Wesleyan interviewer explains why short responses are a turn-off

Last week, SocratesPost chatted with Wesleyan University Senior Admissions Interviewer Naomi Williams on the misconceptions of college admissions and how to really stand out from the crowd of overachievers. As a refresher, Naomi interviews prospective students and the occasional transfer student and provides feedback on their fit for Wesleyan.

This week, Naomi continues the dialogue by telling us about what happens in the worst interviews she conducts with prospective Wesleyan students. To catch up from last week’s issue, click here.

Exclusive Insider Interview: Wesleyan University, Senior Admissions Interviewer

SocratesPost: “Tell me about a time you had a terrible interview. What happened?”

Naomi at Wesleyan: “The interviews that suck are often times than not the ones where students answer every question with super short responses. The harder it is for me to pull thoughtful responses out of a student, the less I get to learn about the student. It also comes off as they just don’t care. Whenever that happens to me, I wonder if this was something the student’s parent made them do. Again, sometimes parents can hurt their student’s chances by pushing them to do interviews at schools they don’t even want to go to. Sometimes I’ll ask students questions about themselves or what their interests are, and they just won’t know. If I ask them about what they’re passionate about, or what their favorite class has been, they’ll literally shrug and say, “I don’t know.” They don’t have to sound sophisticated. We as interviewers just want to have a better understanding of who the student is. If the student doesn’t think about their interests and passions before the interview, it’ll be difficult to articulate them to the interviewer. If we don’t learn anything about the student during that conversation, then the interview becomes time wasted.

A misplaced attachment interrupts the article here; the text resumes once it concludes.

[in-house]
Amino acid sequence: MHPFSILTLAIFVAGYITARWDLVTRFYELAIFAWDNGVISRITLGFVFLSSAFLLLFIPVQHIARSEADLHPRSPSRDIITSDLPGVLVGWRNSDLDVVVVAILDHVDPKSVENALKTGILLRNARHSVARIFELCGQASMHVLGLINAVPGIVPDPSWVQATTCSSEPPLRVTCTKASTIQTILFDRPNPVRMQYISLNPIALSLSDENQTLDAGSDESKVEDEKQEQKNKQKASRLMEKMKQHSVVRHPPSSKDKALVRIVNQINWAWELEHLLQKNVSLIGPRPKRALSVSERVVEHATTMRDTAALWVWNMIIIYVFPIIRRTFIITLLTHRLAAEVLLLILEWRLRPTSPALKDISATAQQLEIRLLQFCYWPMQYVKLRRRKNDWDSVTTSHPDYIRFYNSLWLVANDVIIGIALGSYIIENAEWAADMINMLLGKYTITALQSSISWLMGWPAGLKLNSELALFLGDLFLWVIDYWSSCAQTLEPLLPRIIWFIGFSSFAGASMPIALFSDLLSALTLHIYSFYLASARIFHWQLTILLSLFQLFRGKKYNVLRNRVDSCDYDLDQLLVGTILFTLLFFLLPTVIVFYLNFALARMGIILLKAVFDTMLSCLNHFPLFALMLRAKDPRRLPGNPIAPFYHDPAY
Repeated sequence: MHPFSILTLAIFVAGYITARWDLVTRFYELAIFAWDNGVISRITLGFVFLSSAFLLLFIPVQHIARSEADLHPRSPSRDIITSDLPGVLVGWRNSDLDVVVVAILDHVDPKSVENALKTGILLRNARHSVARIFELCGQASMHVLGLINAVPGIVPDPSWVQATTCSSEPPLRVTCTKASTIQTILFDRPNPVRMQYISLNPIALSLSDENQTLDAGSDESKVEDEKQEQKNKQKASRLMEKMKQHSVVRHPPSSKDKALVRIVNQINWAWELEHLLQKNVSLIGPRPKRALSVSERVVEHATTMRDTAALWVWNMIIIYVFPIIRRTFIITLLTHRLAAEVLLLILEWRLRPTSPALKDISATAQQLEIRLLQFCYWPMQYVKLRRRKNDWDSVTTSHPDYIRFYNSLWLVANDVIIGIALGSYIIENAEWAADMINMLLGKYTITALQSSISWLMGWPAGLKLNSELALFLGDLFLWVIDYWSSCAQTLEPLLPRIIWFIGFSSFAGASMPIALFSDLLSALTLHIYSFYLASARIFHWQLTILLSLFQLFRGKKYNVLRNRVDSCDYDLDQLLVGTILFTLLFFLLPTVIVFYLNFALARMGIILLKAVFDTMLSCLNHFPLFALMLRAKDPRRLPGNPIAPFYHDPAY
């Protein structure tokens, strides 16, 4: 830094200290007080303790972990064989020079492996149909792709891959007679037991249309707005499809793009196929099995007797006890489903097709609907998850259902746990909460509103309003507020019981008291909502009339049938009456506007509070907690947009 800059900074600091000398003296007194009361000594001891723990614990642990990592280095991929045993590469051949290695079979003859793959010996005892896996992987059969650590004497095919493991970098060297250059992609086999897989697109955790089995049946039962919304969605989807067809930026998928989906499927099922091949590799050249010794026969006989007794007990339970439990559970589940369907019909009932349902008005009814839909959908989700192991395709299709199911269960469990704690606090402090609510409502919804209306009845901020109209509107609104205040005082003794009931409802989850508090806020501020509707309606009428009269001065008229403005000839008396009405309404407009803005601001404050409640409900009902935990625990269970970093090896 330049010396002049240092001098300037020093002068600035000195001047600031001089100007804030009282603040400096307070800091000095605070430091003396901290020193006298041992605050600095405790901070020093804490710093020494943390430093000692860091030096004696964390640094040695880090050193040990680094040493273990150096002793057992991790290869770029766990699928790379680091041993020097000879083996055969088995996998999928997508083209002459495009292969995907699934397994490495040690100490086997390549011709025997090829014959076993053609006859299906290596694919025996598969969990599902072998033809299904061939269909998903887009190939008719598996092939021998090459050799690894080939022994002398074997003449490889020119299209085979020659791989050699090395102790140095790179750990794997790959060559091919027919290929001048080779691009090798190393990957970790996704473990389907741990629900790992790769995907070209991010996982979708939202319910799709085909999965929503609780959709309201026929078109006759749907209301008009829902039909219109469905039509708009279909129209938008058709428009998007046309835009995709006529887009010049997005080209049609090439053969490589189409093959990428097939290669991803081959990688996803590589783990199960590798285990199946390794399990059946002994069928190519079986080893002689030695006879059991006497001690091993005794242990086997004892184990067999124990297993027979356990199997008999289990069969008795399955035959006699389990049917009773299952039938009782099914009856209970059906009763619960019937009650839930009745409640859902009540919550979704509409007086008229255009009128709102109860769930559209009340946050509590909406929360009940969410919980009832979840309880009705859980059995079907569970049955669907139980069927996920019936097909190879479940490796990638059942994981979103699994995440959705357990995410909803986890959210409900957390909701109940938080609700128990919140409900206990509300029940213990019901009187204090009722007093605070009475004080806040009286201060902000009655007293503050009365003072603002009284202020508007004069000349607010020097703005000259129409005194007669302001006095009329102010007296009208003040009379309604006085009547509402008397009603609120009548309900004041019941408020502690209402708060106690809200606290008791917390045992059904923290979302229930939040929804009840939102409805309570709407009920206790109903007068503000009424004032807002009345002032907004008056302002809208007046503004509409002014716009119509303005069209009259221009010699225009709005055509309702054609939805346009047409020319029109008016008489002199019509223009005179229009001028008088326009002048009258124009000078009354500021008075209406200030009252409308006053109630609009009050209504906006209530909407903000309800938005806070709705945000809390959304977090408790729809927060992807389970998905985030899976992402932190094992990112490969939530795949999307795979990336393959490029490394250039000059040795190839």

SocratesPost: “What about the best, most impressive interview with an applicant?”

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SocratesPost: “What have you noticed about the changing landscape on college admissions? What should parents and students be aware of now that wasn’t relevant to someone applying in the past?”

SocratesPost: “Your best piece of advice for high school applicants vying for a spot in their elite college of choice?”

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